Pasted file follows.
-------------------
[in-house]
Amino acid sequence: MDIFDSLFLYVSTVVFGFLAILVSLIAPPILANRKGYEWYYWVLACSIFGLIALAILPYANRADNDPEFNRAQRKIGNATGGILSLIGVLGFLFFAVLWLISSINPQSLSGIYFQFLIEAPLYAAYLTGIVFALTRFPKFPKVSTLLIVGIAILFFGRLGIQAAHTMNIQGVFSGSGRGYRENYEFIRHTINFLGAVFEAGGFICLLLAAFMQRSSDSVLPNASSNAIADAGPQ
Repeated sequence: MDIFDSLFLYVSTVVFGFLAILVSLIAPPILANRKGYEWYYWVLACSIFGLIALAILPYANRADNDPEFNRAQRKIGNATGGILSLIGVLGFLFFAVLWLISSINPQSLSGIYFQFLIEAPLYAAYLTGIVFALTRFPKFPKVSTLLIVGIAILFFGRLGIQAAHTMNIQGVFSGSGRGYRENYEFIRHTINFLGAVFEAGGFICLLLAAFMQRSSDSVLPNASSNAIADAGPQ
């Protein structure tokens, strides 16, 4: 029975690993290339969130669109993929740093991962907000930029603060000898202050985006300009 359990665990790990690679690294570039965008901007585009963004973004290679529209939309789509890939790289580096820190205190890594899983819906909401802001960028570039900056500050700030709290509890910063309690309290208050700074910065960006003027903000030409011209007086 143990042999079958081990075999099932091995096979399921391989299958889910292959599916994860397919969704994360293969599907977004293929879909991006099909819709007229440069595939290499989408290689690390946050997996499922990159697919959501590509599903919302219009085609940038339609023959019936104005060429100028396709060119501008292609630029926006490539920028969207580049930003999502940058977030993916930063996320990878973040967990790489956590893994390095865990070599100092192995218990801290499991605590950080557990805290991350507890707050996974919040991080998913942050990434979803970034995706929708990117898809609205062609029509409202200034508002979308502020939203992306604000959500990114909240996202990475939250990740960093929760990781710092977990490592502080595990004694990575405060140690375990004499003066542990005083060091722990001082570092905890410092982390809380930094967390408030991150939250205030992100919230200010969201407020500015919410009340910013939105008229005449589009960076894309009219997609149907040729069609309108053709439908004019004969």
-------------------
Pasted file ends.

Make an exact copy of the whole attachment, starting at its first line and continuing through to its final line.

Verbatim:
[in-house]
Amino acid sequence: MDIFDSLFLYVSTVVFGFLAILVSLIAPPILANRKGYEWYYWVLACSIFGLIALAILPYANRADNDPEFNRAQRKIGNATGGILSLIGVLGFLFFAVLWLISSINPQSLSGIYFQFLIEAPLYAAYLTGIVFALTRFPKFPKVSTLLIVGIAILFFGRLGIQAAHTMNIQGVFSGSGRGYRENYEFIRHTINFLGAVFEAGGFICLLLAAFMQRSSDSVLPNASSNAIADAGPQ
Repeated sequence: MDIFDSLFLYVSTVVFGFLAILVSLIAPPILANRKGYEWYYWVLACSIFGLIALAILPYANRADNDPEFNRAQRKIGNATGGILSLIGVLGFLFFAVLWLISSINPQSLSGIYFQFLIEAPLYAAYLTGIVFALTRFPKFPKVSTLLIVGIAILFFGRLGIQAAHTMNIQGVFSGSGRGYRENYEFIRHTINFLGAVFEAGGFICLLLAAFMQRSSDSVLPNASSNAIADAGPQ
């Protein structure tokens, strides 16, 4: 029975690993290339969130669109993929740093991962907000930029603060000898202050985006300009 359990665990790990690679690294570039965008901007585009963004973004290679529209939309789509890939790289580096820190205190890594899983819906909401802001960028570039900056500050700030709290509890910063309690309290208050700074910065960006003027903000030409011209007086 143990042999079958081990075999099932091995096979399921391989299958889910292959599916994860397919969704994360293969599907977004293929879909991006099909819709007229440069595939290499989408290689690390946050997996499922990159697919959501590509599903919302219009085609940038339609023959019936104005060429100028396709060119501008292609630029926006490539920028969207580049930003999502940058977030993916930063996320990878973040967990790489956590893994390095865990070599100092192995218990801290499991605590950080557990805290991350507890707050996974919040991080998913942050990434979803970034995706929708990117898809609205062609029509409202200034508002979308502020939203992306604000959500990114909240996202990475939250990740960093929760990781710092977990490592502080595990004694990575405060140690375990004499003066542990005083060091722990001082570092905890410092982390809380930094967390408030991150939250205030992100919230200010969201407020500015919410009340910013939105008229005449589009960076894309009219997609149907040729069609309108053709439908004019004969």